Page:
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Ketholeno Neihu
Date of Publish: 2017-07-27



A stone sitting-out place/ stone look-out place, stone sitting circle (as described by J.H Hutton, The Angami Nagas) of the Angami Nagas, which is called “Tehuba”, “Tsiephe/Tsekhwe”, or “Daho” in the local dialect forms an indispensible part of traditional identity.

Typically, this stone sit-out places is an art of masonry wherein it is firmly built with stones and mud fillings and arranged with tiers of stone seats in a circular manner but without the use of mortars which was unknown to Nagas in the olden days. Perhaps a dozen of feet high or higher, it is usually situated in a higher point of a village location and forms a central figure of the khel. It is found in every khel of the village.

When asked, village elders said they have no account of when the multipurpose stone-builds were built but it has remained since time immemorial or has stretched to more than a century for in the formation of any khel, a tsekhwe/ daho/kehuda was erected and in the preceding times, additional structures were added or clinging parts were repaired and retained from time to time. During the days of yore, the long-standing stones were carried to the villages from river-beds and deep mountains.

It served as a multiple meeting place. Usually on a day off from the fields, during gennas or in the evening villagers would come to the Daho/Kehuda/tsephe with local rice beer or the food to relish, converse or sing together. It also served as an important meeting place. It formed a coign of vantage for disputes settlement. However, today it has been replaced by Panchayat halls. One significance of it being built high was to make announcement on meetings, gennas etc or prompt of any impending danger which was usually done by the “Vivo”, the eldest person in the khel. During the olden days, it served as a binocular or look-out from which the approach of possible enemies or raiders could be easily seen, more over it also served as a bird-eye view of the whole village, its fields and far off distant villages.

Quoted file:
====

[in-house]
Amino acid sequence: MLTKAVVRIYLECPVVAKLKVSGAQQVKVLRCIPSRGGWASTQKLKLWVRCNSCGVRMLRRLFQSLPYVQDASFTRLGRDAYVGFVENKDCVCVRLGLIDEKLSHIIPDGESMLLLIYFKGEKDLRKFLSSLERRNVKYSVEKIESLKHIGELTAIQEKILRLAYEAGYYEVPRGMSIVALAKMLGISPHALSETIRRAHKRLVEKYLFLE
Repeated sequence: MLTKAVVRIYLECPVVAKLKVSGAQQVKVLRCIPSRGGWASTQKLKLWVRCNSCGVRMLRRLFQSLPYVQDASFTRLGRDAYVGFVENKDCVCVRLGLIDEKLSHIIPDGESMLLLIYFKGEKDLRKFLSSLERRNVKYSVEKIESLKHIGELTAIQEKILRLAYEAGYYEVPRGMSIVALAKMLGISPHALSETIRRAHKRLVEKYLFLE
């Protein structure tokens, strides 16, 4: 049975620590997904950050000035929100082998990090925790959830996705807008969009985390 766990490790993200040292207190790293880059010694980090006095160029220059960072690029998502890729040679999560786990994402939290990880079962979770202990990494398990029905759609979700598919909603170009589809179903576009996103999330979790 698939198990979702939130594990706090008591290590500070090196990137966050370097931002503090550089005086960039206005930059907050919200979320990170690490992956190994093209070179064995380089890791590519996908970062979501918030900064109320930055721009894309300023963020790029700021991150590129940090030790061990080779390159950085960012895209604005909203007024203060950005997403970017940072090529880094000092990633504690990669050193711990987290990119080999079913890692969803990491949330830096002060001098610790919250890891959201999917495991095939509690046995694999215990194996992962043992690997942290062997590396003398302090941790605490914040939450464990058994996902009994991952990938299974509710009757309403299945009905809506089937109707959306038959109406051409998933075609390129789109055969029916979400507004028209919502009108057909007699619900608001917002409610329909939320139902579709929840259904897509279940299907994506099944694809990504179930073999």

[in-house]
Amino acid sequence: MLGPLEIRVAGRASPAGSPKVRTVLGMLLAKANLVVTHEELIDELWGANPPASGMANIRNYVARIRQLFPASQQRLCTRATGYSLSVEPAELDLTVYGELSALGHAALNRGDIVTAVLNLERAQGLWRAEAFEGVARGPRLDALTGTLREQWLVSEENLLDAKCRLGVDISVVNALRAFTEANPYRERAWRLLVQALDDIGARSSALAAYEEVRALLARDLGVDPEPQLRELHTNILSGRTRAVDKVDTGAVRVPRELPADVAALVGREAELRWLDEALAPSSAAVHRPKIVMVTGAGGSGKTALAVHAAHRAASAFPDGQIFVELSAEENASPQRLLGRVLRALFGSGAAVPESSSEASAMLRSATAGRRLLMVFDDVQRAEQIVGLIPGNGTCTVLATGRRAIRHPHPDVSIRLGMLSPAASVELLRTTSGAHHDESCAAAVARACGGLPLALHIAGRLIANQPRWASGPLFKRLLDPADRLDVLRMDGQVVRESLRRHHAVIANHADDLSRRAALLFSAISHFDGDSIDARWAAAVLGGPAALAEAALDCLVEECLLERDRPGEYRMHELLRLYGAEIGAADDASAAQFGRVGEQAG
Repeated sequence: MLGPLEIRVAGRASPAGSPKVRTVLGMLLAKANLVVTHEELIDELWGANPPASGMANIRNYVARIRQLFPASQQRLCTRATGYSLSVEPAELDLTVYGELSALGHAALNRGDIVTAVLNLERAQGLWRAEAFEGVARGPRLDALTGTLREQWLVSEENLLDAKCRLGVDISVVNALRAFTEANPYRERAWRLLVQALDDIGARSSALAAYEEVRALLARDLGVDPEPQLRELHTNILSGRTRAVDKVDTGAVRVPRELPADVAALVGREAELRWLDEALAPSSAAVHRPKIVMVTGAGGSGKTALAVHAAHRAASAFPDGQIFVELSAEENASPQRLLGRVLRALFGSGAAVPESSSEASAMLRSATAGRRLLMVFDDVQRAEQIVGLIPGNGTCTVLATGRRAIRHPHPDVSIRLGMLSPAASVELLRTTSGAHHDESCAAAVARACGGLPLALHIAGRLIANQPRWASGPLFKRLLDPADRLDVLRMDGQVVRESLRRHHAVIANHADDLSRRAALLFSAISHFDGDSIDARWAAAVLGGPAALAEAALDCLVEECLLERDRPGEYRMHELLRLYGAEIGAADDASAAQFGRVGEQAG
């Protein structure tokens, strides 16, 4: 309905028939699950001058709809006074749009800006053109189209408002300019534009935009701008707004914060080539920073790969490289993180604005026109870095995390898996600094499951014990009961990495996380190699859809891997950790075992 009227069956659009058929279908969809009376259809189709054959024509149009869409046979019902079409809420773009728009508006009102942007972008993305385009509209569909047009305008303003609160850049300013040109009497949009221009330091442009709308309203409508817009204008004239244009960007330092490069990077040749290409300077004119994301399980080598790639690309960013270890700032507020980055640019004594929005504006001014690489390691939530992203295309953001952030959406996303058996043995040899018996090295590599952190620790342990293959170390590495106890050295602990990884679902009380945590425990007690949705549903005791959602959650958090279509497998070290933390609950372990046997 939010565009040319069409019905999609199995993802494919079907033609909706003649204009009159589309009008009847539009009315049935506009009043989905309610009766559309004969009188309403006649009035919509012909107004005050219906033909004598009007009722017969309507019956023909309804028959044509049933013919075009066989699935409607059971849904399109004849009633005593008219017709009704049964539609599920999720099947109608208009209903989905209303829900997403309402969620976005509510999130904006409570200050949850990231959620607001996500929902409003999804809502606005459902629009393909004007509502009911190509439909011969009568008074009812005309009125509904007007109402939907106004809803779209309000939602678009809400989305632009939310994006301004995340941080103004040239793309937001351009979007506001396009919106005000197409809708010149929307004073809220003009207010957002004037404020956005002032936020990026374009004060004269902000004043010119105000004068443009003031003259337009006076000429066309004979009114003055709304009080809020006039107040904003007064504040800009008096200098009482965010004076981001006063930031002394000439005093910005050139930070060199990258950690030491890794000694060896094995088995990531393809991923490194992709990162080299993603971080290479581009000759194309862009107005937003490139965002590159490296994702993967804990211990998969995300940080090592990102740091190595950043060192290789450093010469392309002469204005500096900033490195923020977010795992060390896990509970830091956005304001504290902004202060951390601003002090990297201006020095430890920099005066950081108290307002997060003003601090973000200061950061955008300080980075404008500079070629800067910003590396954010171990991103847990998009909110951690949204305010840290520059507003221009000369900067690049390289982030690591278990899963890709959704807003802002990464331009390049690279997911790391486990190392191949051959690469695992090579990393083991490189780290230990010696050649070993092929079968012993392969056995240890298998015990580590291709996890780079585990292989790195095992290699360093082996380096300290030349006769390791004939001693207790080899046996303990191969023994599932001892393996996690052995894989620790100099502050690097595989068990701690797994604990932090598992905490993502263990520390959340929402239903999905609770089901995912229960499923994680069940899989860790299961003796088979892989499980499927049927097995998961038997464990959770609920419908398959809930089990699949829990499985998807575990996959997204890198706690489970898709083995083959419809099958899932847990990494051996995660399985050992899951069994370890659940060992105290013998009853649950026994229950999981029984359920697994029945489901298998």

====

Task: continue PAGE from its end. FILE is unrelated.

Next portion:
Although the tsiephe/ tsekhwe/daho are still seen in almost all the villages in the Angami region, it has remained only as a sitting and relaxing place. Imminent meetings that took place in this place have now been replaced by panchayat halls or other meeting halls that came up the British administration. Today the public utilities that are constructed are more focused on housings which have also hampered the importance of this traditional endowments and productively using our past.

A young man said, “we have a better appetite when we bring our food to eat together here with our peers, also the very fresh view from here gives a different feeling.” Our history can begin to become great by reminiscing thoughtful drawing on the past and demonstrate a community’s symbolic honoring of the same. So do we need to attempt to reconstruct the avenues of our deferred maintenance of history?

Ketholeno Neihu

( Ketholeno Neihu is a student of M.A. ( Second Semester) at the Centre for Studies in Journalism and Mass Communication, Dibrugarh University. This feature has been produced as part of her Summer Internship at NEZINE)

Photographs used in this feature were taken by Ketholeno Neihu


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